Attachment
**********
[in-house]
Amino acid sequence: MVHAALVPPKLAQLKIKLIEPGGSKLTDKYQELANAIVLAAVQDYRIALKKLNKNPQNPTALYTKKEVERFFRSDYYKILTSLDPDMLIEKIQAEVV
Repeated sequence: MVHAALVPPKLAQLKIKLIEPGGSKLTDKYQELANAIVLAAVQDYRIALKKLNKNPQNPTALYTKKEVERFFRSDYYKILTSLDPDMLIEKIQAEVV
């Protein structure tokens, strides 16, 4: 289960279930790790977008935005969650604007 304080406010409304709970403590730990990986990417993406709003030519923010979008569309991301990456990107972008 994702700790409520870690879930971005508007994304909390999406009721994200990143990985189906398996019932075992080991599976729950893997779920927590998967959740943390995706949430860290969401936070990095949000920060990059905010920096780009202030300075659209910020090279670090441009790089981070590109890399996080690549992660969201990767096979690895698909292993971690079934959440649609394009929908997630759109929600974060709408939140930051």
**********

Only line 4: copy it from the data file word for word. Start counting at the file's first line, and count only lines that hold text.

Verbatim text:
């Protein structure tokens, strides 16, 4: 289960279930790790977008935005969650604007 304080406010409304709970403590730990990986990417993406709003030519923010979008569309991301990456990107972008 994702700790409520870690879930971005508007994304909390999406009721994200990143990985189906398996019932075992080991599976729950893997779920927590998967959740943390995706949430860290969401936070990095949000920060990059905010920096780009202030300075659209910020090279670090441009790089981070590109890399996080690549992660969201990767096979690895698909292993971690079934959440649609394009929908997630759109929600974060709408939140930051």